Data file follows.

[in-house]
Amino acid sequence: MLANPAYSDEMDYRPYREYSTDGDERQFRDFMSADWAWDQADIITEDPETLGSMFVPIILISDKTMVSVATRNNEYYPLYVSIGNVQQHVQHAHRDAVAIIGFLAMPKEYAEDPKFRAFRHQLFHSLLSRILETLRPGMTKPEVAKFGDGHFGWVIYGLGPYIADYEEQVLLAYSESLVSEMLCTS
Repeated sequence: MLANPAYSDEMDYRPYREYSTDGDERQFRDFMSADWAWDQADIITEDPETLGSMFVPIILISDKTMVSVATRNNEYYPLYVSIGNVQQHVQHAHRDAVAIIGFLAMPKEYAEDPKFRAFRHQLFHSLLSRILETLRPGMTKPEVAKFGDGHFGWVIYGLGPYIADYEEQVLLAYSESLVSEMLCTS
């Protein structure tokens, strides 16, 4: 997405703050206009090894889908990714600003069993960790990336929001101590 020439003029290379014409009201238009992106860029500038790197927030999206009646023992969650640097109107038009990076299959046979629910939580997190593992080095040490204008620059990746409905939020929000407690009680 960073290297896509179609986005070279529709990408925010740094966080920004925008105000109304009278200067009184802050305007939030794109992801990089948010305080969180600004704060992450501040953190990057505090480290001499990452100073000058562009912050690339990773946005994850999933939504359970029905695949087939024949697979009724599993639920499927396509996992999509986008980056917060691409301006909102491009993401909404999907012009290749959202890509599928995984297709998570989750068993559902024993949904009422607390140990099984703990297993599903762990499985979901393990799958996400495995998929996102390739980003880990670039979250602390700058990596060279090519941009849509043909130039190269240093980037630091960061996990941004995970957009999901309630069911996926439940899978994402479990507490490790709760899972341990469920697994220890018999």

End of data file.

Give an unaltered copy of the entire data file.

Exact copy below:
[in-house]
Amino acid sequence: MLANPAYSDEMDYRPYREYSTDGDERQFRDFMSADWAWDQADIITEDPETLGSMFVPIILISDKTMVSVATRNNEYYPLYVSIGNVQQHVQHAHRDAVAIIGFLAMPKEYAEDPKFRAFRHQLFHSLLSRILETLRPGMTKPEVAKFGDGHFGWVIYGLGPYIADYEEQVLLAYSESLVSEMLCTS
Repeated sequence: MLANPAYSDEMDYRPYREYSTDGDERQFRDFMSADWAWDQADIITEDPETLGSMFVPIILISDKTMVSVATRNNEYYPLYVSIGNVQQHVQHAHRDAVAIIGFLAMPKEYAEDPKFRAFRHQLFHSLLSRILETLRPGMTKPEVAKFGDGHFGWVIYGLGPYIADYEEQVLLAYSESLVSEMLCTS
């Protein structure tokens, strides 16, 4: 997405703050206009090894889908990714600003069993960790990336929001101590 020439003029290379014409009201238009992106860029500038790197927030999206009646023992969650640097109107038009990076299959046979629910939580997190593992080095040490204008620059990746409905939020929000407690009680 960073290297896509179609986005070279529709990408925010740094966080920004925008105000109304009278200067009184802050305007939030794109992801990089948010305080969180600004704060992450501040953190990057505090480290001499990452100073000058562009912050690339990773946005994850999933939504359970029905695949087939024949697979009724599993639920499927396509996992999509986008980056917060691409301006909102491009993401909404999907012009290749959202890509599928995984297709998570989750068993559902024993949904009422607390140990099984703990297993599903762990499985979901393990799958996400495995998929996102390739980003880990670039979250602390700058990596060279090519941009849509043909130039190269240093980037630091960061996990941004995970957009999901309630069911996926439940899978994402479990507490490790709760899972341990469920697994220890018999």